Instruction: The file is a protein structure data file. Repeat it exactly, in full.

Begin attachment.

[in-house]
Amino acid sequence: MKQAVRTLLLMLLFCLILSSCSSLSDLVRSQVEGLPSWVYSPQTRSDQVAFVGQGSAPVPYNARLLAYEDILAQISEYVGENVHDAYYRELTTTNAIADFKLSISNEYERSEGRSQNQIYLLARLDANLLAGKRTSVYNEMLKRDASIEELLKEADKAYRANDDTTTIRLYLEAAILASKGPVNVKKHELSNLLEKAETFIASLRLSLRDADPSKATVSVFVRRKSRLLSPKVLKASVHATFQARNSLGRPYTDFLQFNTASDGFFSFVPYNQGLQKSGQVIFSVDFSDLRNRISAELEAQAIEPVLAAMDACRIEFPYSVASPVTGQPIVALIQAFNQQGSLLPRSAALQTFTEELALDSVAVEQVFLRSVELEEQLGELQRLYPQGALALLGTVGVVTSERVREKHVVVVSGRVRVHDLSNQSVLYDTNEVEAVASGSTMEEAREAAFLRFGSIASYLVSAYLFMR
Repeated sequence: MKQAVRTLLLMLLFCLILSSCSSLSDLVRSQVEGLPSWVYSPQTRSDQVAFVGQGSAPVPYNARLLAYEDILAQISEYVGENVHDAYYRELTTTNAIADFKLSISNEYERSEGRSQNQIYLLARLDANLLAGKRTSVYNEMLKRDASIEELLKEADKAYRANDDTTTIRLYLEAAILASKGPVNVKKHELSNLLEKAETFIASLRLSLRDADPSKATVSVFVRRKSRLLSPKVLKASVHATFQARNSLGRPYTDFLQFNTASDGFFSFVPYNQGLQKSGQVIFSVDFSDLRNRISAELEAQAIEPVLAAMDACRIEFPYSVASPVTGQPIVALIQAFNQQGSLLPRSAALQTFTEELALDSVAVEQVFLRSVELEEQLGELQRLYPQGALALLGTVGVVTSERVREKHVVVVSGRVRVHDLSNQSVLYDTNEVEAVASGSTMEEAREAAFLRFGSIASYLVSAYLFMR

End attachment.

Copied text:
[in-house]
Amino acid sequence: MKQAVRTLLLMLLFCLILSSCSSLSDLVRSQVEGLPSWVYSPQTRSDQVAFVGQGSAPVPYNARLLAYEDILAQISEYVGENVHDAYYRELTTTNAIADFKLSISNEYERSEGRSQNQIYLLARLDANLLAGKRTSVYNEMLKRDASIEELLKEADKAYRANDDTTTIRLYLEAAILASKGPVNVKKHELSNLLEKAETFIASLRLSLRDADPSKATVSVFVRRKSRLLSPKVLKASVHATFQARNSLGRPYTDFLQFNTASDGFFSFVPYNQGLQKSGQVIFSVDFSDLRNRISAELEAQAIEPVLAAMDACRIEFPYSVASPVTGQPIVALIQAFNQQGSLLPRSAALQTFTEELALDSVAVEQVFLRSVELEEQLGELQRLYPQGALALLGTVGVVTSERVREKHVVVVSGRVRVHDLSNQSVLYDTNEVEAVASGSTMEEAREAAFLRFGSIASYLVSAYLFMR
Repeated sequence: MKQAVRTLLLMLLFCLILSSCSSLSDLVRSQVEGLPSWVYSPQTRSDQVAFVGQGSAPVPYNARLLAYEDILAQISEYVGENVHDAYYRELTTTNAIADFKLSISNEYERSEGRSQNQIYLLARLDANLLAGKRTSVYNEMLKRDASIEELLKEADKAYRANDDTTTIRLYLEAAILASKGPVNVKKHELSNLLEKAETFIASLRLSLRDADPSKATVSVFVRRKSRLLSPKVLKASVHATFQARNSLGRPYTDFLQFNTASDGFFSFVPYNQGLQKSGQVIFSVDFSDLRNRISAELEAQAIEPVLAAMDACRIEFPYSVASPVTGQPIVALIQAFNQQGSLLPRSAALQTFTEELALDSVAVEQVFLRSVELEEQLGELQRLYPQGALALLGTVGVVTSERVREKHVVVVSGRVRVHDLSNQSVLYDTNEVEAVASGSTMEEAREAAFLRFGSIASYLVSAYLFMR